Introduction section in research paper
An introduction is the first paragraph of a written research paper, or the firstthing you say in an oral presentation, or the first thing people see, hear, or experienceabout your project.It has two parts:1. A general introduction to the topic you will be discussing2. Without an introduction it is sometimes very difficult for your audience to figureout what you are trying to say.
There needs to be a thread of an idea that theywill follow through your paper or presentation. Many books recommend writing your introduction last, after yThe introduction does not have a strict word limit, unlike the abstract, but it should be as concise as possible. It can be a tricky part of the paper to write, so many scientists and researchers prefer to write it last, ensuring that they miss no major points.For a longer research paper, where you use an outline, it can be useful to structure your introduction around the outline.
Here are a few outline examples.The introduction gives an overall review of the paper, but does address a few slightly different issues from the abstract.It works upon the principle of introducing the topic of the paper and setting it into a broad context, gradually narrowing down to a research problem, thesis and hypothesis. They are dividedinto distinct sections and each section contains a specific typeof information. The length of the introduction will vary depending on the type of research paper you are writing.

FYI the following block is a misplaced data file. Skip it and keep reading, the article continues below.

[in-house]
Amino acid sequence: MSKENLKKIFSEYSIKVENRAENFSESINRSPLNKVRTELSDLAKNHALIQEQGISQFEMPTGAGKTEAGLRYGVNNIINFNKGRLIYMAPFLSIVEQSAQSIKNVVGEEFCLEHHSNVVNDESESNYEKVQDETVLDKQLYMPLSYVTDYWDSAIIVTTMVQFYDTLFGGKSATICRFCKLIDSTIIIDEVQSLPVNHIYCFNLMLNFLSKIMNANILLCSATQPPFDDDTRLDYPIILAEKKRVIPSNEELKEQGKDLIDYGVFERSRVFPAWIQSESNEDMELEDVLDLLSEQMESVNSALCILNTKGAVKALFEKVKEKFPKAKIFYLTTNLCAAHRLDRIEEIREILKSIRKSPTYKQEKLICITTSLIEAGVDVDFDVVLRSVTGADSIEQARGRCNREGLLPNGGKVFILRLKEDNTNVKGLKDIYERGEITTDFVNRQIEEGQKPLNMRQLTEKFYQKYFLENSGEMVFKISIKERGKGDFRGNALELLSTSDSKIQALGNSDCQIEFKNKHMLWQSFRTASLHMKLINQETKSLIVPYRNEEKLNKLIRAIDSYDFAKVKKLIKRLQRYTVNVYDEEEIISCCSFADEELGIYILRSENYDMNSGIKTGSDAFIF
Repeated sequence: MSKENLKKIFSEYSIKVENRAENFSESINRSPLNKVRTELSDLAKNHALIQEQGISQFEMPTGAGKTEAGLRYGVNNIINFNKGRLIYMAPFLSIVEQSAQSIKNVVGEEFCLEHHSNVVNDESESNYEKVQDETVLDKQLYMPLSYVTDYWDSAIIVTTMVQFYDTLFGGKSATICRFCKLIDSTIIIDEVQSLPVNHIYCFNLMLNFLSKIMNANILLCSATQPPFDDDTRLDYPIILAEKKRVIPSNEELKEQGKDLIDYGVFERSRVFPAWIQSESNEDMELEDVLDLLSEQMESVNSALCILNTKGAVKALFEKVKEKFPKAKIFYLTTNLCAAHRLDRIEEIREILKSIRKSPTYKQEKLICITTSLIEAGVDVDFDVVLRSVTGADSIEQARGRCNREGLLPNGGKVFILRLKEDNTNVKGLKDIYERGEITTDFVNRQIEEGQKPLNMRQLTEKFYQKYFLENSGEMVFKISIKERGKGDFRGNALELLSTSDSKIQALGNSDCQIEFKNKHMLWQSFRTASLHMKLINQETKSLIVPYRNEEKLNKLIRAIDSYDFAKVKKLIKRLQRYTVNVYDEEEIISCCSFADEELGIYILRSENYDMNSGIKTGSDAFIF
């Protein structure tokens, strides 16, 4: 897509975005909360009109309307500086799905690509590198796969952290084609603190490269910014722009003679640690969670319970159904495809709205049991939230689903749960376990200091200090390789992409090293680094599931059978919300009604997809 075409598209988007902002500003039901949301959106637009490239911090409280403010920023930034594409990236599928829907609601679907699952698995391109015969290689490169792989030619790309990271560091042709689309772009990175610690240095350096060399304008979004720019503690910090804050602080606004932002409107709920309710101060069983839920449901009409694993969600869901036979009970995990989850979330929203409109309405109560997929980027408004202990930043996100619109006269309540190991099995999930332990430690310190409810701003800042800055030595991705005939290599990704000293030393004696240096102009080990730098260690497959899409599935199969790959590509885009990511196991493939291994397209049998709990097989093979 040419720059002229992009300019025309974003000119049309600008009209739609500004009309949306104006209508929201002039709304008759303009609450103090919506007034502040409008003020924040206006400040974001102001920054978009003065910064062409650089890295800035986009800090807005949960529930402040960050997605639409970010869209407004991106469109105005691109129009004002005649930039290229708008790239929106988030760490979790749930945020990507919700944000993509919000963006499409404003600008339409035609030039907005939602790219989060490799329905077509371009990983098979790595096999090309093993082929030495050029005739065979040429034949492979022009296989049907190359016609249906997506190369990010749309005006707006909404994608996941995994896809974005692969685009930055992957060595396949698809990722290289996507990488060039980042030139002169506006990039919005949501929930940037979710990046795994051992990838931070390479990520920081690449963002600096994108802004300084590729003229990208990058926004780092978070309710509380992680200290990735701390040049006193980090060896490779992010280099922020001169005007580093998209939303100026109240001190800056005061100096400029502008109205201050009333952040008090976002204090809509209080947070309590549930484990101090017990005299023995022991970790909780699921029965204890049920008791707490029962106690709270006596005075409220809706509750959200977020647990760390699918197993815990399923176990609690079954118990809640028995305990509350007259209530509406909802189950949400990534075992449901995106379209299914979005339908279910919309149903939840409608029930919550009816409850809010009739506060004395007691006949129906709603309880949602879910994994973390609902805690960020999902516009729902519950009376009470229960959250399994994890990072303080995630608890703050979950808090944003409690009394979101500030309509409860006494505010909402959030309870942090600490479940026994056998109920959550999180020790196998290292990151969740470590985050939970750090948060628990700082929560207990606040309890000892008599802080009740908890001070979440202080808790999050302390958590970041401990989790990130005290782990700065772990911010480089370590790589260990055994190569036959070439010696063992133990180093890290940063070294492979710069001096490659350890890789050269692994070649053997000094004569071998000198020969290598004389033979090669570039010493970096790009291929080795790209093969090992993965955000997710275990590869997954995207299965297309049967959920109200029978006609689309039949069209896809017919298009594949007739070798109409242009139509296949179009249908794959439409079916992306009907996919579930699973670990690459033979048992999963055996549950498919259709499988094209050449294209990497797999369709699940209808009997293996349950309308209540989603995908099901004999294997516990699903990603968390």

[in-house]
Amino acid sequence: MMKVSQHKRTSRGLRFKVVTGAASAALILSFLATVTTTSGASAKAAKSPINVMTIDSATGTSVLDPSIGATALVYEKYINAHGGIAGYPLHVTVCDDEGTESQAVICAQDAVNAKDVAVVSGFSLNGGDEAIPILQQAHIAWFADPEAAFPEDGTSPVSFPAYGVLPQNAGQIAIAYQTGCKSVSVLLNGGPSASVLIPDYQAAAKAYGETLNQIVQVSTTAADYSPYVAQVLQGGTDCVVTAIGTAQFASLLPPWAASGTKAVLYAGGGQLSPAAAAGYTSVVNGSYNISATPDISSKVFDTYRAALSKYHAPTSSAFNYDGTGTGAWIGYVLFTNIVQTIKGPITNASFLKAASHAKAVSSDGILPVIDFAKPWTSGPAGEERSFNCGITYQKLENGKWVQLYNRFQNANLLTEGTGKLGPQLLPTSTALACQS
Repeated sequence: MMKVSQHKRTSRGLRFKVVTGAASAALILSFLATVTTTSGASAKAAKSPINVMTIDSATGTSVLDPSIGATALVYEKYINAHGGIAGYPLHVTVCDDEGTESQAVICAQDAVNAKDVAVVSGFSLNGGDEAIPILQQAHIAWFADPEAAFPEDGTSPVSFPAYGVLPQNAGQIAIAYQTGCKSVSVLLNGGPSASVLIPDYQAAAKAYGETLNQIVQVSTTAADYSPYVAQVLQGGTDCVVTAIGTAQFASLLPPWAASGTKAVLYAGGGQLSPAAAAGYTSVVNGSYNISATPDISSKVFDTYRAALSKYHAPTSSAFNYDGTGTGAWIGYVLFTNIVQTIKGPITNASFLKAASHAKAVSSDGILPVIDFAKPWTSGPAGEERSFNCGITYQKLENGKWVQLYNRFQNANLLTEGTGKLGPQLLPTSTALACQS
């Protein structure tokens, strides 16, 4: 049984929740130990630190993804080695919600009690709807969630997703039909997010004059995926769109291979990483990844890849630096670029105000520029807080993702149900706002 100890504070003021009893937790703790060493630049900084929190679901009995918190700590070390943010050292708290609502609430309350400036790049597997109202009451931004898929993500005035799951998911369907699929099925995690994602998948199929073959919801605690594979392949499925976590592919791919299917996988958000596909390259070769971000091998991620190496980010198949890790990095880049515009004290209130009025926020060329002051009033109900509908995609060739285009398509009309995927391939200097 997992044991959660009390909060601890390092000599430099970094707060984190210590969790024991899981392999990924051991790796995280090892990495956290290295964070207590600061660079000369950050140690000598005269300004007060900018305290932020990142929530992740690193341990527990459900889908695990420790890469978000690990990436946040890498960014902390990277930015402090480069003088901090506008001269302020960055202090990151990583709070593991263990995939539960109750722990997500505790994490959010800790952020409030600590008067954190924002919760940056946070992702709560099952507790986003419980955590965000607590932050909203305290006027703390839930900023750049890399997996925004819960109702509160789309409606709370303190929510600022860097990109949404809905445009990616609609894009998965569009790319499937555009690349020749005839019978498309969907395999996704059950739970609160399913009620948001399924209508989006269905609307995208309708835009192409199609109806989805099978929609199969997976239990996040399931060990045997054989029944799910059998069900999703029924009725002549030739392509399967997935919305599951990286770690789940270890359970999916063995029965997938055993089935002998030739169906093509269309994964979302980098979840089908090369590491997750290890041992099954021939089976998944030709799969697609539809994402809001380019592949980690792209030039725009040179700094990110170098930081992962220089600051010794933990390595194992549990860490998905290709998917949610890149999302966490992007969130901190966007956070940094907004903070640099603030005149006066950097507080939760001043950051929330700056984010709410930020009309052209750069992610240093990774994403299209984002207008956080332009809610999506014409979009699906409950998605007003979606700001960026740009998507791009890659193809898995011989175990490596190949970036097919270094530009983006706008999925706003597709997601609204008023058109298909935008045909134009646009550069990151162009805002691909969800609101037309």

An introduction should announce your topic, provide context and a rationale for your work, before stating your research questions and hypothesis. Announce your research topic. You might wantto introduce your topic by posing an interesting question. In this opening paragraph do NOT use jargon. See more on the next page.2.
Next, introduce the relevant literature. In the next few paragraphs discuss previousliterature that can speak to your question. Conceptually define all your terms when you first introduce them. Discuss findings or theorizing that isrelevant to your question. This will be the longest section of theintroduction. One reason for using this format is that itis a means of efficiently communicating scientific findings tothe broad community of scientists in a uniform manner.
Anotherreason, perhaps more important than the first, is that this formatallows the paper to be read at several different levels. Forexample, many people skim Titles to find out what informationis available on a subject. OthersScientificpapers are for sharing your own original research work with other scientists orfor reviewing the research conducted by others. As such, they are critical tothe evolution of modern science, in which the work of one scientist builds uponthat of others.
To reach their goal, papers must aim to inform, not impress. Theymust be highly readable — that is,clear, accurate, and concise. To be accepted by referees and cited by readers, papers must domore than simply present a chronological account of the research work.